"They made her think of the immense work that had to be done, and to realize that she was being called to do her part. How many young people in our parishes and schools have the same high ideals, generosity of spirit, and love for Christ and the Church!" the Pope said.
"Do we challenge them? Do we make space for them and help them to do their part? To find ways of sharing their enthusiasm and gifts with our communities, above all in works of mercy and concern for others."
Katherine Drexel, moreover, was a lay woman when Leo XIII challenged her with the words "What about you?" – a fact Pope Francis said was significant in recognizing the role of the laity in the Church's future: "We know that the future of the Church in a rapidly changing society will call, and even now calls, for a much more active engagement on the part of the laity."
The Pope recognized the commitment of the Church in the United States to catechesis and education, and called the faithful to build upon this. He also stressed the significant role which women, both lay and religious, play in enlivening communities.
"Our challenge today is to build on those solid foundations and to foster a sense of collaboration and shared responsibility in planning for the future of our parishes and institutions," he said.
"This does not mean relinquishing the spiritual authority with which we have been entrusted; rather, it means discerning and employing wisely the manifold gifts which the Spirit pours out upon the Church."
Pope Francis went on to thank the priests and religious present for also responding to the question: "What about you?"
"I encourage you to be renewed in the joy of that first encounter with Jesus and to draw from that joy renewed fidelity and strength," he said.
In light of the World Meeting of Families, the Pope reminded the priests and religious present of their role in ministering to families, couples preparing for marriage, and young people.
"I know how much is being done in your local Churches to respond to the needs of families and to support them in their journey of faith," he said.
He called on them to pray for these families, as well as for October's Synod on the Family in the Vatican.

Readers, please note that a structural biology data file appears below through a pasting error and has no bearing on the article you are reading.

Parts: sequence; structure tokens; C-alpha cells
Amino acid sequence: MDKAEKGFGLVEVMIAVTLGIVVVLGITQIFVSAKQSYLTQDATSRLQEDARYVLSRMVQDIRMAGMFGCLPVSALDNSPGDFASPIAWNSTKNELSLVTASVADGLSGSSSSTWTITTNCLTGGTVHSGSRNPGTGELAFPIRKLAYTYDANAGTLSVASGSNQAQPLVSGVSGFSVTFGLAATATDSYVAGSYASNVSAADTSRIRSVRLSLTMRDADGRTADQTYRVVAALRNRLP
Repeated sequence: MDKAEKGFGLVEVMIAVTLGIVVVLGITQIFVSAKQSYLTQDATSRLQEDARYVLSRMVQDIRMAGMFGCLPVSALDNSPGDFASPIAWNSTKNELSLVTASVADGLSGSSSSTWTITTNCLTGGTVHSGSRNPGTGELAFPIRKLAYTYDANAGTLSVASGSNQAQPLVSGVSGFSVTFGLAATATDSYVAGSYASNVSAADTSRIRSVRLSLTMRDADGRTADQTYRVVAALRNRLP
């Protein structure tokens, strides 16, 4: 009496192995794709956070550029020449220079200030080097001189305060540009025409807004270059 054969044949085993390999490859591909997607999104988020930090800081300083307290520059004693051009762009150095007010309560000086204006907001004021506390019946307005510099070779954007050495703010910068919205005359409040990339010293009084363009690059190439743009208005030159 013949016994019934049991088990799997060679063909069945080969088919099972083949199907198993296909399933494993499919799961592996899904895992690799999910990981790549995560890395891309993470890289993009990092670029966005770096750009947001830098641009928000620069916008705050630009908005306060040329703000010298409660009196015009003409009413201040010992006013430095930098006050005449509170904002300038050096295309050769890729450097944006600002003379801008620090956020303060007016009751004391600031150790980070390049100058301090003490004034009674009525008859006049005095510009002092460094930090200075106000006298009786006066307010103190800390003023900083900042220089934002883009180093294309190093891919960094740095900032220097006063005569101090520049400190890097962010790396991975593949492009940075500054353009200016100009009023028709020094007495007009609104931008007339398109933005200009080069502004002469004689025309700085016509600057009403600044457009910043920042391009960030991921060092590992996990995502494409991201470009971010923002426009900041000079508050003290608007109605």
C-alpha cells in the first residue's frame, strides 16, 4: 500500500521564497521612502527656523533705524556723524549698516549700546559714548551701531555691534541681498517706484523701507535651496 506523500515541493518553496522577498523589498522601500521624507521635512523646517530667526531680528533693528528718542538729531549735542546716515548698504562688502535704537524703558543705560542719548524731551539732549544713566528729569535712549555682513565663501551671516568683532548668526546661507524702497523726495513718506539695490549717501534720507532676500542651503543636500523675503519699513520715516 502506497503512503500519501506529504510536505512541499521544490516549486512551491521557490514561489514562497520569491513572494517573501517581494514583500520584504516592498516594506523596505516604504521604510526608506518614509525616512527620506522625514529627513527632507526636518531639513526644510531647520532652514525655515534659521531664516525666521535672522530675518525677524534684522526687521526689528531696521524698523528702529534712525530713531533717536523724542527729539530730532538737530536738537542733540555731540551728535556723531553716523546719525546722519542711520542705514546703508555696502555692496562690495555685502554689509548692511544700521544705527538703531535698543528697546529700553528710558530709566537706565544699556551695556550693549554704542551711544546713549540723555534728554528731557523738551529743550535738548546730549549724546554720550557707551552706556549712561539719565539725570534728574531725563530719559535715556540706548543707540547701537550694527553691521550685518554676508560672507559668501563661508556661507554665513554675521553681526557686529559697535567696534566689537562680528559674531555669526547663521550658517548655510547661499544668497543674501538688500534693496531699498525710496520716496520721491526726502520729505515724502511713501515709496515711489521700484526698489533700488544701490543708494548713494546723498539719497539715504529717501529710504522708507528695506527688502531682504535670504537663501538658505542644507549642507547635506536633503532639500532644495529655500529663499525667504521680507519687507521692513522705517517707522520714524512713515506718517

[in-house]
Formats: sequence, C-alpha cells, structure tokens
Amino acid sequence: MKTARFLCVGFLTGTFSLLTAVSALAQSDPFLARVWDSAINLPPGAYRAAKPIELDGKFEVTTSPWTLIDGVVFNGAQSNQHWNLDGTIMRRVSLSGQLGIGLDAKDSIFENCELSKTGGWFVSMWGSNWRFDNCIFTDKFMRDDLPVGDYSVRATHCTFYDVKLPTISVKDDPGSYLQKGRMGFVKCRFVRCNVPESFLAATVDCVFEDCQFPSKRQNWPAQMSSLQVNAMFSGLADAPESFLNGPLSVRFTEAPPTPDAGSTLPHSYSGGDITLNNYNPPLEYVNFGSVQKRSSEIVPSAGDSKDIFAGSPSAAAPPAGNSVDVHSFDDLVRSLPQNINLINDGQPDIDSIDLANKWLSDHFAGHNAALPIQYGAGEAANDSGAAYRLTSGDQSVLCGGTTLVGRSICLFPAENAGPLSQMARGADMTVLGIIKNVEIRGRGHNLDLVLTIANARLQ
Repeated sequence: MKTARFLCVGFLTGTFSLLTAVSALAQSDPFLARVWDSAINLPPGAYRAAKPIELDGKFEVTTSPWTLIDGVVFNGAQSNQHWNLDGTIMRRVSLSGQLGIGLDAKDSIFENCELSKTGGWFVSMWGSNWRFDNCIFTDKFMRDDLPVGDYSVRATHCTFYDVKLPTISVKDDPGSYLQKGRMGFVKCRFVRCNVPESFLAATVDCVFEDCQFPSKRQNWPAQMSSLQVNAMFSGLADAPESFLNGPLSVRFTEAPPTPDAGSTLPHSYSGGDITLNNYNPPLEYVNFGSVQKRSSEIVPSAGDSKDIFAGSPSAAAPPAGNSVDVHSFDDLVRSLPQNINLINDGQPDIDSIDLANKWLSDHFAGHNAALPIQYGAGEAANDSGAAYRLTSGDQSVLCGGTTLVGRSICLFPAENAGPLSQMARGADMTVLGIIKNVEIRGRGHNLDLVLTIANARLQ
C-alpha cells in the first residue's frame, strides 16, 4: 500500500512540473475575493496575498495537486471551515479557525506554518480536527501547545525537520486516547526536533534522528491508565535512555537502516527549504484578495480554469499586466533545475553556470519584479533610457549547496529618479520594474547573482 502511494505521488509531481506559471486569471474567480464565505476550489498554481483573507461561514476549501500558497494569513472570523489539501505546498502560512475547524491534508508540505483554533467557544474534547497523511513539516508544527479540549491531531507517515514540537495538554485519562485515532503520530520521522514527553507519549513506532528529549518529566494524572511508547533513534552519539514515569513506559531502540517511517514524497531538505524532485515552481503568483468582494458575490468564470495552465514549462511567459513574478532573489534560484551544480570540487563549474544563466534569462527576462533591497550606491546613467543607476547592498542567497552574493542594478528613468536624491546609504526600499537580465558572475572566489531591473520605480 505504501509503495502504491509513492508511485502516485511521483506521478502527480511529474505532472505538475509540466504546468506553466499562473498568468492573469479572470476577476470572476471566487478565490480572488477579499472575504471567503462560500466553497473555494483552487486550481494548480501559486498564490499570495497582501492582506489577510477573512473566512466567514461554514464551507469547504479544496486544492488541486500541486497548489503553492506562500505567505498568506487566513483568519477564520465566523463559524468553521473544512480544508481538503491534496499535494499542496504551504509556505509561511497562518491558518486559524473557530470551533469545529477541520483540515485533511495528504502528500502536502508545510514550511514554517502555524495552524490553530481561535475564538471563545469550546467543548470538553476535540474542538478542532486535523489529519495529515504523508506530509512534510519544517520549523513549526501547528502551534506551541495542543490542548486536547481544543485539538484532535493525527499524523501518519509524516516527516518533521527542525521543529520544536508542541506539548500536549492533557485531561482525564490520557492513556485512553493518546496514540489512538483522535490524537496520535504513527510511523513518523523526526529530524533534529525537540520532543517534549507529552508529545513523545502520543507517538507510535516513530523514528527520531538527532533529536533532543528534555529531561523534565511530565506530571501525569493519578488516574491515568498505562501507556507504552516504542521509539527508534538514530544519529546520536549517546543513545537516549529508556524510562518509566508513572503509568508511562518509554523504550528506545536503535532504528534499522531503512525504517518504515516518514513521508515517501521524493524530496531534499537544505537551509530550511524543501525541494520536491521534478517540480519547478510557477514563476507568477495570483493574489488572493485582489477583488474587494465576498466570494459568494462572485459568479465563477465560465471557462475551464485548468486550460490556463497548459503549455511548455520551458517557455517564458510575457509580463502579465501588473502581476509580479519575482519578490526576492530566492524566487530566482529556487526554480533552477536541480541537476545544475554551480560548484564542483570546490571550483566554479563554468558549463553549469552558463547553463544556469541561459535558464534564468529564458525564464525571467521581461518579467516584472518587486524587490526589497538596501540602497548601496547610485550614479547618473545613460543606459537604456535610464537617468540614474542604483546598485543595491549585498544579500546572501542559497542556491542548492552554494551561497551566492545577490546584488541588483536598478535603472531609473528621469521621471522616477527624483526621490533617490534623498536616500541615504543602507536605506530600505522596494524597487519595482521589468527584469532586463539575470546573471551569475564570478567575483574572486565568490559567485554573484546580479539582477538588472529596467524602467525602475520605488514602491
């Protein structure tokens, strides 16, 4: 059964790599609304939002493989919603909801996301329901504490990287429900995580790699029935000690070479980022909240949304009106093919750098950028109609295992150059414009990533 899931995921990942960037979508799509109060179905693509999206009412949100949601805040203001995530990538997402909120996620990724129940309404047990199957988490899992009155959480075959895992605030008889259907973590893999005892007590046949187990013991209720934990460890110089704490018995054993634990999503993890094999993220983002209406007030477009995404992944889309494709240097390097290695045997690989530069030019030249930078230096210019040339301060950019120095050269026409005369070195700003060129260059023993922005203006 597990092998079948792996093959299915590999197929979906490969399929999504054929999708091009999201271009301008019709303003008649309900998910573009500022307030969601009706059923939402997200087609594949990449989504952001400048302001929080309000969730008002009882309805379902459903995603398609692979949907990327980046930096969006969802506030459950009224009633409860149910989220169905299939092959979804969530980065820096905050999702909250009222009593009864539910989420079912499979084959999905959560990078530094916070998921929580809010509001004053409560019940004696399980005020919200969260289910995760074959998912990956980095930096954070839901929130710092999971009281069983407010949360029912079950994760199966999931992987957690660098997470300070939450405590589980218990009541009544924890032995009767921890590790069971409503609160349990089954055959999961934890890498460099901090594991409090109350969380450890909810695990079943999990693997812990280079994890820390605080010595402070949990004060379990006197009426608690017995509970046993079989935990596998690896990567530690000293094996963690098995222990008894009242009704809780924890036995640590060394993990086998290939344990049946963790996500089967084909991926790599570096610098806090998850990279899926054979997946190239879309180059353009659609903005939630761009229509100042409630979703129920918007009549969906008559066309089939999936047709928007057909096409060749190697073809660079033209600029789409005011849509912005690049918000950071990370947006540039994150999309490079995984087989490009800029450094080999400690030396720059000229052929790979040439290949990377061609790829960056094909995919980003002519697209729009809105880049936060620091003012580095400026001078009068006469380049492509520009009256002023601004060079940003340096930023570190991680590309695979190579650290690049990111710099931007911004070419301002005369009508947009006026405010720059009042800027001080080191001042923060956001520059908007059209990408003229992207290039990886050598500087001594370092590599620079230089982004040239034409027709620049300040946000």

The Pope concluded by invoking Mary's intercession for the Church in the US to be a "prophetic witness to the power of her Son's Cross to bring joy, hope and strength into our world."
At the conclusion of Mass, Pope Francis received a greeting from Philadelphia's Archbishop Charles Chaput, who thanked him for showing support for families, marriage, immigrants, youth, and the poor. He said the entire city has awaited this visit: "Not just Catholics, but Christians from every tradition; a vibrant and generous Jewish community; our mayor and governor and business leaders who've given us wonderful support; and people of good will from every walk of life."
He also recalled how Philadelphia has produced two great saints in the United States: St. Katharine Drexel and St. John Neumann.
"Thank you for celebrating the Eucharist with us today. Thank you for showing your support for families, for marriage, for immigrants, the young and the poor. Most of all, thank you for living the Gospel of Jesus Christ with a spirit of joy that has reached into every heart in this cathedral."
Over the course of his Sept. 19-28 apostolic journey, Pope Francis visited Cuba before moving on to the United States.
Highlights of the journey have included the canonization of St. Junipero Serra and the Pope's address to the US Congress in Washington, D.C., his speech to the United Nations' headquarters in New York, and an interreligious gathering held at Ground Zero.